according to one handicapper, the early favorites for Best Picture include “The Help,” “The Descendants,” “The Artist,” and “Extremely Loud and Incredibly Close.” I haven’t seen any of them yet, but I’m still willing to bet that you could throw them all in a bag and weigh them against one slow, little movie and the bag would come up short. That movie is “The Way,” Emilio Estevez’s film about the Camino de Santiago, starring his father, Martin Sheen.
It’s the little movie I wrote about here and here, a movie dear to my heart because I am going to walk the Way of St. James this spring with my daughter. This morning I ran across a brief interview with Martin Sheen in a New York Times blog post by Melena Ryzik, and it prompted this update.
Did you know that the former Ramón Antonio Gerard Estévez took his screen name partly in honor of Bishop Fulton J. Sheen? That has nothing to do with the movie, but read on.
More non-“Way” trivia: Did you know that in his early 20s Martin Sheen borrowed money from a Catholic priest to try his luck as an actor in New York, only to meet Dorothy Day and go to work for the Catholic Worker? Have I got your Catholic attention now? Keep reading.
Produced with borrowed money, “The Way” made only $110,418 in its opening weekend but has now grossed $4 million to date, according to Ryzik’s blog post.
About that borrowed money—Prodigal son Charlie Sheen “came through with the dough for it” at a critical moment, according to his father. That recent story appeared in the UK’s Catholic Herald.
In her interview, Ryzik asked Sheen about the people who showed up for the film’s promotional tour (a cross-country bus marathon headmanned by Sheen and Estevez). It took time for Catholics to stand up and be counted:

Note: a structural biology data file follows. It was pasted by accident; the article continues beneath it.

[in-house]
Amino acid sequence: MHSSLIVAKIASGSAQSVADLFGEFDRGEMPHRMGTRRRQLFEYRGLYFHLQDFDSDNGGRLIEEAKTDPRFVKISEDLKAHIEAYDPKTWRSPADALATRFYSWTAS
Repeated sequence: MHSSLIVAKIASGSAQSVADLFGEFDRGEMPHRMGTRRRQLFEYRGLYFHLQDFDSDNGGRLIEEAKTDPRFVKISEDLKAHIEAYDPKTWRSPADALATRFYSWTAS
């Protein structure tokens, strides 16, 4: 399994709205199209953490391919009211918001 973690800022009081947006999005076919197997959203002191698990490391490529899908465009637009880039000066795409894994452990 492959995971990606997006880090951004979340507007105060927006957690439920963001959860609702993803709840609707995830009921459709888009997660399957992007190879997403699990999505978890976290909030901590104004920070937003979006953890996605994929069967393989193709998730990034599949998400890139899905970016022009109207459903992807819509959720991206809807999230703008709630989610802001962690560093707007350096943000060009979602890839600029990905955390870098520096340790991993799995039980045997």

“We had an agency,” Sheen said, “they called focus groups
and they said this film should appeal to Christians and so they would
bring in fundamentalists, a lot who were very scrupulous and they loved
it because there was no cursing and violence, they felt comfortable. But
then more traditional Catholics began to support it.
here [in New York City] supported it very much and we began to get a groundswell of support
among these communities on the Internet. That’s how it started. If we
had been a studio film and had gotten this reaction, the film would be
an enormous financial success because they could have poured a bunch of
dough on it, TV, radio ads and make it a must-see and people would have
felt they’d miss something if they hadn’t seen it. But we’re not a
studio, we did it ourselves. We have this little company that
distributes and that’s about it. We pay all the bills.”
Asked if Big Hollywood pays more attention to small films when a film like “The Way” gets traction, Sheen said:
“I would say that they don’t give a whole lot of special attention
specifically to it. They make a lot of dumb things that make a lot of
money, but those dumb things don’t win awards and they can’t brag about
it so they make enough films that are about people and relationships. ‘The Help’ is one. Hollywood, I think they like very much to see our
film succeed because it will draw more real independent filmmaking to
“It takes a whole committee to make a ‘Superman’ or ‘Iron Man.’
They’re not made by a guy with a big heart, they’re made by a committee
with a lot of dough and some creative people thrown in. All those
studios would prefer to be connected with ‘The Help’ than they would the
other big films because it says something more, I think, about our
In this recent PBS interview with Tavis Smiley, Estevez calls his father “the most generous man I have ever known in my life.” Sheen calls the part his son wrote for him “the best part I’ve had in 30 years.”
Finally, check out this YouTube video made by a professor at Virginia Tech, with the help of a few friends, with which he (successfully) persuaded Sheen and Estevez to visit Blacksburg on their promotional tour. Incidentally, the prof’s nickname is The Plaid Avenger.